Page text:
Tuesday, March 24, 2009

I Can't Wait for Summer Bento

I can't wait for Summer Bento
Originally uploaded by JB Doodles

It is only just spring, yet I am anxious for the summer to come. Especially considering the frigid weather we have been having in Connecticut. Today's bento features some fresh veggies, vegetarian chik'n nuggets, tamagoyaki, and hummus & whole wheat pita triangles.

Using some extra egg, I made a small egg sheet and cut out a little bird (which resembles a seagull to me) using a mini cookie cutter. I also added a starfish pick to round out the summer (beach) theme.

Not pictured is a small container of salad dressing for dipping. If my small nalgene bottles weren't currently being used, they would have fit nicely under the pita triangles, making it a one-box meal.

Wednesday, March 4, 2009

Review: Proctor-Silex 10-Cup Rice Cooker

I have a confession to make... I don't like rice. At least, I thought that I didn't like rice. I know, I know, a bento sin right? When I was growing up Rice Pilaf and other Near East brand rices were a staple at my house. I'm probably not the only person who hates one of Mom's favorite foods. The food that I do love is sushi. I also found that I enjoy small portions of white rice with my take-out Chinese food. I have been contemplating the purchase of a rice cooker for the past year or so (since I started making bentos), but couldn't justify buying an appliance thats sole purpose is to cook a food that I am not fond of. The only reason I really wanted to get one is because my home-made sushi tastes terrible! Finally, on a bit of a whim, I purchased the Proctor Silex 37533 10-Cup Rice Cooker, White

It wasn't the biggest impulse buy I have ever made, I did do a bit of research. My criteria was this: Under $30, cooks sushi rice. There were only a few to choose from, and based on online reviews I chose this cooker (Proctor Silex 37533 10-Cup Rice Cooker, White). The link I have posted here is an affiliate link to Amazon.com. I actually purchased the rice cooker at Bed Bath and Beyond with a 20% off coupon, which brought the price to about $16.

Pros: Price and availability were great, since it was an impulse buy availability was really important. It cooks sushi rice excellently, and so far I have had good luck with Jasmine rice also. It is non-stick, so really easy to clean, plus dishwasher safe.

Cons: It is a 10-cup cooker. That may be a Pro for some people, but there are only two of us in the house, and I always have leftovers. I hate to waste food, and I'm not a fan of leftovers. I like to cook just enough for two dinners and two lunches the next day. If you attempt to cook less than the directions call for (1/2 a serving for example), you will burn your rice. If you click on the link, you will notice that there are several bad reviews. To address them: yes I burned rice when I made less than the cooker's directions recommend. Also, if you leave it on "warm" for too long, you will get some singed rice on the bottom. and No, I have never had it boil over, I'm not sure why this is a problem for some people, but I noticed that every rice cooker I researched had someone complaining that it boiled over. Maybe it is an altitude thing, I don't know.

My cons look longer than my pros, but my verdict is Thumbs Up. For the price, it serves its purpose. My sushi tastes better, and I am eating more rice than I ever did before. I have another confession to make. Maybe it is because I have never owned a rice cooker before, but I didn't understand how it worked when I first read the instructions. It simply lists the type of rice, amount of water, and cook time. The cooker itself has an on/off switch. So being the Rice-Cooker Newbie that I am, I set my kitchen timer. I think the directions should be more clear in stating that it switches off (warm actually) when the rice is done. So, just so you know, it switches to warm when the rice is done. The kitchen timer isn't a bad idea though, because (as I said above) if you leave it on warm too long, the bottom gets a little over cooked.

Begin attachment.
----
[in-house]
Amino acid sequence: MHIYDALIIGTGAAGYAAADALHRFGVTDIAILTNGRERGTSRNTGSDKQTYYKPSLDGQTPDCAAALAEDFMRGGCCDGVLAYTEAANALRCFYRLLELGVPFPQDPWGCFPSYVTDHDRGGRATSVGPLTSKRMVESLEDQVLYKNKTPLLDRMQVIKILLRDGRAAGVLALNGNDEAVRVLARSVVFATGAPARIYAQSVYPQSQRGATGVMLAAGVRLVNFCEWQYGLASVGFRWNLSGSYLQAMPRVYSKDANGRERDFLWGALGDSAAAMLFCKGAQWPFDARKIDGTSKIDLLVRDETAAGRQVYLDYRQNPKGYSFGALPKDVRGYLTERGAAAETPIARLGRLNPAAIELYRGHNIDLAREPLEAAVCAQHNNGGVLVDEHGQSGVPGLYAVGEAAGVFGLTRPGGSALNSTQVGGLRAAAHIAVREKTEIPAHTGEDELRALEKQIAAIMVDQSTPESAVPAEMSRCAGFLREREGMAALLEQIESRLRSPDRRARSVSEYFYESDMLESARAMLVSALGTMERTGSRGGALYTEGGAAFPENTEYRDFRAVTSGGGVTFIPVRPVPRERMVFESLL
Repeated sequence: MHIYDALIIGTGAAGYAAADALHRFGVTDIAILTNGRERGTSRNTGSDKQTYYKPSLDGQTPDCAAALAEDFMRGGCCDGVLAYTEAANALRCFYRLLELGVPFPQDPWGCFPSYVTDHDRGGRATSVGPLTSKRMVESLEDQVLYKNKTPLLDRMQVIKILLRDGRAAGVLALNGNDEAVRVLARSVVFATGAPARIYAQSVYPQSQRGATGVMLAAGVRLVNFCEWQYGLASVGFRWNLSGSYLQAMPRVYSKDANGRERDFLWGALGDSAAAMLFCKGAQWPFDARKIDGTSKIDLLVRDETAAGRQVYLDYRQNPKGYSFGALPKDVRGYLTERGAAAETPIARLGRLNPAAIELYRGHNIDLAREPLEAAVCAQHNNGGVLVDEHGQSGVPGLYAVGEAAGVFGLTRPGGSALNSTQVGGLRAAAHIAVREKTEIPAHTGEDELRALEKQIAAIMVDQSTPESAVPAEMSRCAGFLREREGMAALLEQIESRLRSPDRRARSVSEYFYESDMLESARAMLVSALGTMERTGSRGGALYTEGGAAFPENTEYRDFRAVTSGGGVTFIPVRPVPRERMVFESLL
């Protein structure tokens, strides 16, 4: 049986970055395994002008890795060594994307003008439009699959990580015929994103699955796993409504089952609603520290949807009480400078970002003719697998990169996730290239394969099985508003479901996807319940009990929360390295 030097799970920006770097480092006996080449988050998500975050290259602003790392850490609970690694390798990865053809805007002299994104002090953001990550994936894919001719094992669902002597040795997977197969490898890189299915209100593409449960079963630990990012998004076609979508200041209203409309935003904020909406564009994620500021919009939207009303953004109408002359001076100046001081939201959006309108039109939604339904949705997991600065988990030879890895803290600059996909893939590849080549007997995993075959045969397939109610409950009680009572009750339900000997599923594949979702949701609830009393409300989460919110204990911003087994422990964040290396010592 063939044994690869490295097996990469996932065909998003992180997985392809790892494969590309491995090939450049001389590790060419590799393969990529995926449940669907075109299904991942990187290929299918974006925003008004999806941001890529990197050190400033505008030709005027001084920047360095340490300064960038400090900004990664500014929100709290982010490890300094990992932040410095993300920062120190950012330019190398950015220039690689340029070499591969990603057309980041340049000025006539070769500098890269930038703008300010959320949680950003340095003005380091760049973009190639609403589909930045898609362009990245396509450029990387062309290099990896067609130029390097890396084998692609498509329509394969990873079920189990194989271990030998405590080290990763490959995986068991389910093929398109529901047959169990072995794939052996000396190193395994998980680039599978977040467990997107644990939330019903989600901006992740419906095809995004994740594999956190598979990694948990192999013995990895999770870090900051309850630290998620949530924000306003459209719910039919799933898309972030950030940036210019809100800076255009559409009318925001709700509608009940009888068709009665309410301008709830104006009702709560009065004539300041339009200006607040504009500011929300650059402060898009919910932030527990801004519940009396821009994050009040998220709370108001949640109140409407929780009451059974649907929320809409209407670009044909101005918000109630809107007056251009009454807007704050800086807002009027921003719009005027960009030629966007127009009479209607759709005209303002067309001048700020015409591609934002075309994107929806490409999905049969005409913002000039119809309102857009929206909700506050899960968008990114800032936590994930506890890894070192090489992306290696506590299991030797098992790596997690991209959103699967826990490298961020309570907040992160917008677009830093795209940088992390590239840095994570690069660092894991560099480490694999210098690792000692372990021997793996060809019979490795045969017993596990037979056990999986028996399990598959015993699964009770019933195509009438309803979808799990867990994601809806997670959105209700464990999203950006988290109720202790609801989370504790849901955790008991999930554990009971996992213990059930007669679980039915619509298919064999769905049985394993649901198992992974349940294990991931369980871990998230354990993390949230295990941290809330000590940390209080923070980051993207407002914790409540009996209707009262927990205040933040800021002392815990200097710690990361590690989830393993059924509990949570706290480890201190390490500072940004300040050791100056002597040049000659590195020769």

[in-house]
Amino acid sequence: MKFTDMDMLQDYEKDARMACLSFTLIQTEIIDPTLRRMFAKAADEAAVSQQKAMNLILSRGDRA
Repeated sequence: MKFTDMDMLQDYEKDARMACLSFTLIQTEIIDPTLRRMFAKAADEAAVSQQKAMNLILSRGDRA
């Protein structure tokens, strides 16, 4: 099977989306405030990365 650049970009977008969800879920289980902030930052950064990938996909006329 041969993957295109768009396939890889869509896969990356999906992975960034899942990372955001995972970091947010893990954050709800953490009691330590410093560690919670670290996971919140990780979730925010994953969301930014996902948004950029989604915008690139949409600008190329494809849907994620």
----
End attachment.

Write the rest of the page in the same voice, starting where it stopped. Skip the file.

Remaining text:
Monday, March 2, 2009

Back to Basics Bento

Basic Bento
Originally uploaded by JB Doodles

Today's lunch in basic in a few senses of the word. Firstly, it contains foods which are whole and simple. As you can see, Fresh veggies dominate this lunch. Also included is a hard boiled egg which has been shaped into a pig. Molded eggs are a popular bento staple, and plastic molds can be ordered online. This egg, however, has been shaped using an Ice Cream Sandwich Mold that I purchased at Walmart. Check out this blog post from Lunch In A Box for more details. I actually prefer using the Sandwich molds because you have more control, and they look much more striking when finished. The cute blue penguin pick is accenting three vegetarian buffalo wings, and behind them is home-made dijon dressing in a mini-nalgene bottle.

The second reason I am calling this lunch basic is because it almost fulfills the general bento packing guidelines (link to Lunch in a Box). Basically, a guideline for lunch packing is 1 part protein (the egg), two parts fruits and vegetables (the veggies), and one part carbohydrate plus a treat if desired. Well, my lunch is a little heavy on the veggies and seems to be wholly missing a carbohydrate. The confusing part about vegetarian lunches is the imitation meat products. True they have protein and fat, but they also have carbs (about 4g per wingette). So, maybe I should have thrown in an onigiri, but I would have had to sacrifice some veggies or the egg to make them all fit.

I just want to point out the super cute owl paper in the background. It is wrapping paper from Borders. Isn't it so cute!! I want to make an owl bento to match now.